Pilgrims and pilgrimage

The Sufi saint Mian Mir praying at Medina, India, 18th century
The Sufi saint Mian Mir praying at Medina, India, 18th century

Die Wallfahrt

Meine Tränen im Bußgewand
Die Wallfahrt haben
Zur Kaaba der Schönheit angetreten;
In der Wüste brennendem Sand
Sind sie begraben,
Nicht hingelangten sie anzubeten.

The pilgrimage

In penitential clothing my tears
Set off on a pilgrimage
To the Kaaba of beauty.
In the burning sand of the desert
They have been buried,
They did not allow me to worship.

Friedrich Rückert (D 778A)

Although the Hajj to the Kaaba in Mecca is one of the ‘Five Pillars of Islam’, many Muslim traditions have accepted that an inner spiritual progress is more significant than the actual physical journey. Rückert’s verse, based as it is on a profound knowledge and understanding of Persian poetry, draws attention to this symbolic use of the image of being a pilgrim.

All of the monotheistic religions have treated pilgrimage as both an outer and an inner phenomenon. In the days of the Temple in Jerusalem, the priestly tradition insisted on regular attendance and sacrifice, whereas many in the prophetic tradition felt that this encouraged corruption, or at least distracted from true piety (“Rend your heart and not your garments, and turn unto the LORD your God”, Joel 2:13). In the heyday of pilgrimage in Western Europe, as crusading armies ‘processed’ to Jerusalem, a more symbolic ‘journey to Jerusalem’ was built into the pavement of the nave of Chartres Cathedral.

It appears that pilgrims took this winding route on their knees, traversing a simplified image of time and space (there are twelve circles representing 12 months and 4 sectors representing the 4 seasons and the 4 cardinal points). Attaining the goal, ‘the still point of the turning world / wheel’ at the centre of the labyrinth, was never in doubt. The significance lay in the journey towards it (which initially seems to be direct though it involves many later diversions and seeming reverses).

In Leitner’s ‘Der Kreuzzug’ (The Crusade), Schubert’s D 932, a monk reflects on his inability to travel as he watches soldiers embark for the Holy Land (hoping to ‘liberate’ the Holy Sepulchre). Then he realises that he too has the opportunity to go on a ‘journey to Jerusalem’. Like the pilgrims at Chartres, he can be part of a symbolic procession towards the centre of all things. Even without leaving his cell, he can offer prayers that will enable him to ‘travel’.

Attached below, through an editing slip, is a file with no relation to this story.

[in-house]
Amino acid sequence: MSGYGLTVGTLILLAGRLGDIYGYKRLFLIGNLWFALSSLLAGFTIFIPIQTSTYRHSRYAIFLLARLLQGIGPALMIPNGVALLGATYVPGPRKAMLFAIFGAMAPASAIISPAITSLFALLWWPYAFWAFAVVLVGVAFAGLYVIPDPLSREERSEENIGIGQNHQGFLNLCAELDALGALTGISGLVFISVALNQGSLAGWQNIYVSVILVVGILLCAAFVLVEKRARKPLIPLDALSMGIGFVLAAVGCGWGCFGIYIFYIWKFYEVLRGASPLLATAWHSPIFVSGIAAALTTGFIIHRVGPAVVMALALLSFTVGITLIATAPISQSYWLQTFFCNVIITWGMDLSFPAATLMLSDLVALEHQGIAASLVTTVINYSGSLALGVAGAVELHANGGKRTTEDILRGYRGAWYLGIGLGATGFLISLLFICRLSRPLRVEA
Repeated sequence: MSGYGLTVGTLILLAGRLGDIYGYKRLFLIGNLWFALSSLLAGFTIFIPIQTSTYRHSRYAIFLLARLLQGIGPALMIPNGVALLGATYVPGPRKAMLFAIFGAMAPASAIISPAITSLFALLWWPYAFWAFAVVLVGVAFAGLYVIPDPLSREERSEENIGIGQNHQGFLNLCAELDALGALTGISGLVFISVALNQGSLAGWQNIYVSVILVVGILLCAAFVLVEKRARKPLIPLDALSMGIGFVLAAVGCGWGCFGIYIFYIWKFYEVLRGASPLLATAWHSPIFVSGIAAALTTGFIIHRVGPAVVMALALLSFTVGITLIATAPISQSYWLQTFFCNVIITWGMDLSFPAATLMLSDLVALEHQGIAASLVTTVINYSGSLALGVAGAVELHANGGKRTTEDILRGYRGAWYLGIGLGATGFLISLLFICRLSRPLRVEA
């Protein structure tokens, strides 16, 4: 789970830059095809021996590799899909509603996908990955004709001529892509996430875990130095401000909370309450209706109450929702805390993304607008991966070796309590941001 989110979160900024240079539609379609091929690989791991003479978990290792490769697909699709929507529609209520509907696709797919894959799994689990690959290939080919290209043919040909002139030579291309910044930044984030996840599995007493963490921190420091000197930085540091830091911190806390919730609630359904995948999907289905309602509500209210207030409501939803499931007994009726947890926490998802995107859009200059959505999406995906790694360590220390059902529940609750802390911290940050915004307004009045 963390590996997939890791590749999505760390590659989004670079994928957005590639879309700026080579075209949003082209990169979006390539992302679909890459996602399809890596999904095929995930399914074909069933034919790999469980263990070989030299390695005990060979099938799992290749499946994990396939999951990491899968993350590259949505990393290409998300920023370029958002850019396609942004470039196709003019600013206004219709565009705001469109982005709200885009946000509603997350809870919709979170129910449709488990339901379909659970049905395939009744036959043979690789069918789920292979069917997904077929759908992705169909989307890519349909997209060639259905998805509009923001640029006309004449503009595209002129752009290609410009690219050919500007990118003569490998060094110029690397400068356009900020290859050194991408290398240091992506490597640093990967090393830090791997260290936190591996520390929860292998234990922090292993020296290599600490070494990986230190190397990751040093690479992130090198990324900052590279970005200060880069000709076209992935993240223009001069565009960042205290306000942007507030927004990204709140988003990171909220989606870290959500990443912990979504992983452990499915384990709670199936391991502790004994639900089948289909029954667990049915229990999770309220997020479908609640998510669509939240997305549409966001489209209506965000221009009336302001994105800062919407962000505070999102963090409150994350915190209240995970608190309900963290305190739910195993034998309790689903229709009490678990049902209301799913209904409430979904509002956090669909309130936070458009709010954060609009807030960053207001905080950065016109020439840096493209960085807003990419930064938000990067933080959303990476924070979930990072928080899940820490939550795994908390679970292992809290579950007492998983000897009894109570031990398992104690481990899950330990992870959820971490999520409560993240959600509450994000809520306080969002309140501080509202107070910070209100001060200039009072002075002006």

Around the time when the Chartres labyrinth (the ‘path to Jerusalem’) was being designed (the early 13th century), one of the most popular themes in western European literature was ‘the quest for the Holy Grail’. In texts such as the ‘Queste del Saint Graal’ (part of the ‘Prose Lancelot’) the focus is clearly on the process of the quest itself rather than the object. Indeed the narrative begins with the Holy Grail descending to King Arthur and the knights of the Round Table. They are all given their favourite food, but as the Grail departs, Sir Gawain and others declare that is is now necessary to set off on ‘a quest for the Holy Grail’! As in the pattern of the labyrinth, we begin by approaching the goal, only to be diverted from it. The quest is going to be long and tortuous, but therein lies its value.

Schiller’s ‘Der Pilgrim’ (D 794) gives voice to someone trapped on just such a tortuous quest. The speaker has now realised that the goal is ever distant, that the object being striven for may be unattainable, that ‘there’ will never be ‘here’.

Hin zu einem großen Meere
Trieb mich seiner Wellen Spiel,
Vor mir liegt's in weiter Leere,
Näher bin ich nicht dem Ziel.

Ach kein Weg will dahin führen,
Ach der Himmel über mir
Will die Erde nicht berühren,
Und das Dort ist niemals Hier.

I was taken off to a great ocean,
The play of its waves carried me along,
Lying in front of me is a broad expanse,
I am no nearer to my goal.

Oh, no path is going to lead there,
Oh the sky above me
Is not going to touch the earth,
And 'there' is never 'here'.

Descendant of: 

THE COURSE OF HUMAN LIFE: From the cradle to the grave   MOVEMENT   RELIGION  

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